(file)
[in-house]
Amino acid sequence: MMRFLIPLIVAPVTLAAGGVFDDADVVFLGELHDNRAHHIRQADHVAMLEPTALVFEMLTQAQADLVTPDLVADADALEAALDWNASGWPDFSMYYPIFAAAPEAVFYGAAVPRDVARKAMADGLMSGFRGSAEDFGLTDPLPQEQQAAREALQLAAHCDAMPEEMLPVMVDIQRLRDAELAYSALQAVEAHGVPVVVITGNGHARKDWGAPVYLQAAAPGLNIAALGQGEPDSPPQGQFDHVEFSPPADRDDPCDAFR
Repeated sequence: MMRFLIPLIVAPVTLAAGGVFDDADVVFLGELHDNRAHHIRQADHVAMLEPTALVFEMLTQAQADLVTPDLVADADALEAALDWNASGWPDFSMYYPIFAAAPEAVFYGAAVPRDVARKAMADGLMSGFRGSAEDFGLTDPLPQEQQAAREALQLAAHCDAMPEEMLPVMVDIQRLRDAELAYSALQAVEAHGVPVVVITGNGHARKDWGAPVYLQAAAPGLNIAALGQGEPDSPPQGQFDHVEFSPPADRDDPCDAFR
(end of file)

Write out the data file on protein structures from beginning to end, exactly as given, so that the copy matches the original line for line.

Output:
[in-house]
Amino acid sequence: MMRFLIPLIVAPVTLAAGGVFDDADVVFLGELHDNRAHHIRQADHVAMLEPTALVFEMLTQAQADLVTPDLVADADALEAALDWNASGWPDFSMYYPIFAAAPEAVFYGAAVPRDVARKAMADGLMSGFRGSAEDFGLTDPLPQEQQAAREALQLAAHCDAMPEEMLPVMVDIQRLRDAELAYSALQAVEAHGVPVVVITGNGHARKDWGAPVYLQAAAPGLNIAALGQGEPDSPPQGQFDHVEFSPPADRDDPCDAFR
Repeated sequence: MMRFLIPLIVAPVTLAAGGVFDDADVVFLGELHDNRAHHIRQADHVAMLEPTALVFEMLTQAQADLVTPDLVADADALEAALDWNASGWPDFSMYYPIFAAAPEAVFYGAAVPRDVARKAMADGLMSGFRGSAEDFGLTDPLPQEQQAAREALQLAAHCDAMPEEMLPVMVDIQRLRDAELAYSALQAVEAHGVPVVVITGNGHARKDWGAPVYLQAAAPGLNIAALGQGEPDSPPQGQFDHVEFSPPADRDDPCDAFR